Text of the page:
Source: University of Canterbury
06 September 2021
Free, online courses offered by the University of Canterbury are proving popular, with more than 19,000 enrolments so far for a paper exploring mental health and nutrition.
Massive Open Online Courses (MOOCs) were launched by the University in October last year in response to growing demand for online learning from students in New Zealand and overseas.
Nearly a year later, there have been about 38,000 enrolments in MOOCs, including over 19,000 for a Mental Health and Nutrition course taught by University of Canterbury (UC) Clinical Psychology Professor Julia Rucklidge.
The short MOOCs, which UC offers across a range of subjects through global education provider edX, are open to students internationally as well as in Aotearoa New Zealand.
Course content is presented through video segments with discussion boards and e-learning activities. The emphasis is on learning rather than assessment and MOOCS are free, however students can choose to pay a fee if they want to do assessments and receive a certificate.
Professor Rucklidge says her eight-week course, which explores the important role of nutrition in mental health, has been popular because it’s relevant to a wide audience.
“The MOOC is a great tool for people to learn where they are in these times of social isolation and staying at home. It’s very accessible and people seem to find the topic really appealing.
“With 20 per cent of the population experiencing a mental health problem in any given year and the fact that we all have to eat, the topic is going to reach far more people. People are starting to realise the importance of optimising their mental health, and nutrition is one of the solutions.”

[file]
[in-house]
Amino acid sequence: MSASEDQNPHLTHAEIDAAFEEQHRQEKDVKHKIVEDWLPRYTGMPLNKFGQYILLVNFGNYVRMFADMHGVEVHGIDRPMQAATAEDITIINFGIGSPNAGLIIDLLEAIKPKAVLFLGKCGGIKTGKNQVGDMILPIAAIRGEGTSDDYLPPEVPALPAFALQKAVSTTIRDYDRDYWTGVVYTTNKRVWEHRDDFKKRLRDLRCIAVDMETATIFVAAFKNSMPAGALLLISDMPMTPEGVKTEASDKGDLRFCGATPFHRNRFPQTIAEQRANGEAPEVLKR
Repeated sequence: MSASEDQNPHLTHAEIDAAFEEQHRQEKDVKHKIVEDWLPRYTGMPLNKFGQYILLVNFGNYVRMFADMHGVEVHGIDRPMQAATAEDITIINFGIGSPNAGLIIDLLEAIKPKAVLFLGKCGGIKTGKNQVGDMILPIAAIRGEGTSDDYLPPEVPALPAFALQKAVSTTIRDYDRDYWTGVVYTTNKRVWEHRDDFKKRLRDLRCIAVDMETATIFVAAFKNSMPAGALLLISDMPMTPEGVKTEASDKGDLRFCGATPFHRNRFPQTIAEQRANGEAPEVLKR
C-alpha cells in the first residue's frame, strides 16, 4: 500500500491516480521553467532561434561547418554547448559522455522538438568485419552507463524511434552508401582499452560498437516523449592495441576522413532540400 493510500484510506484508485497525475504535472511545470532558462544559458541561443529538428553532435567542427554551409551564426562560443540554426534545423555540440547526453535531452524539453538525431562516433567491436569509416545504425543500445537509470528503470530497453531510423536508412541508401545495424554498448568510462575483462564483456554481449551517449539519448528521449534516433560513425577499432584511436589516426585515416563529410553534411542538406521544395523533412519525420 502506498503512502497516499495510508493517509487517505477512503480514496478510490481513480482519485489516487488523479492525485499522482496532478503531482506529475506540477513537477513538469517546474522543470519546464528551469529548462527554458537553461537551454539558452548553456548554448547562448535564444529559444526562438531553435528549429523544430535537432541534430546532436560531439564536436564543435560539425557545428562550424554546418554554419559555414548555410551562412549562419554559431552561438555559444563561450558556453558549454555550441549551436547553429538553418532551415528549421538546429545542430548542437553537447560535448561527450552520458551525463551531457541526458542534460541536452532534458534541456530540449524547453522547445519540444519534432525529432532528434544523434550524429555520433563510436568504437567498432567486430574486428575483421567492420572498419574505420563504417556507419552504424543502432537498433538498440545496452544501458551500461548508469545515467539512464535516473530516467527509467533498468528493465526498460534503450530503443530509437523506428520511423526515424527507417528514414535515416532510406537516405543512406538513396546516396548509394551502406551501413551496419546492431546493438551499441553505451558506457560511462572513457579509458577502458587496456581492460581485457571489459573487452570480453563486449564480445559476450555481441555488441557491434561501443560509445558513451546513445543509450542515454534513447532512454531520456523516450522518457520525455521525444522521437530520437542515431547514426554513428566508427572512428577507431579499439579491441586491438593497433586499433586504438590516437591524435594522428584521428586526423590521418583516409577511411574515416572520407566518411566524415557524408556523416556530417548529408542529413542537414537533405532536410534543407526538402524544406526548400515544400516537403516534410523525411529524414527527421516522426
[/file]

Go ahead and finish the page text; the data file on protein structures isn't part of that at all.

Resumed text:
Professor Rucklidge’s first MOOC began in March this year and the second run of the same course started last week. She says although many of her online students are in New Zealand, 142 countries are represented across the group.
There is a mixture of health professionals – including psychologists, GPs and dieticians – among her students, along with others who are taking the course out of personal interest, such as a mother with children on the autism spectrum who wants to know how best to feed them, Professor Rucklidge says.
“It’s a lot of fun and a new skill for me. The videos are professionally produced and I’ve really enjoyed doing them. It’s a great way to share knowledge with a very large audience in an engaging way.”
UC Deputy Vice-Chancellor Academic |Tumu Tuarua Akoranga Professor Catherine Moran says the University is offering MOOCs as part of its commitment to providing accessible and future-focused learning opportunities for students.
“Online courses are a flexible way to operate in the current environment when it’s difficult for people to travel, and even during the current lockdown. We’re offering courses in areas where UC is leading the way with high-quality teaching and research.
“The courses cater to people who are studying out of personal interest as well as those wanting professional development.”
Human-Robot Interaction is a new Professional Certificate starting this week, taught by UC Associate Professor Christoph Bartneck. Other planned MOOCs include a Micro-Masters in Organisational Psychology, Antarctic future: What does climate change mean for the Antarctic?, Teaching Computational Thinking, Field Studies: Earth and Environmental Science, and a Professional Certificate in Bayesian Statistics.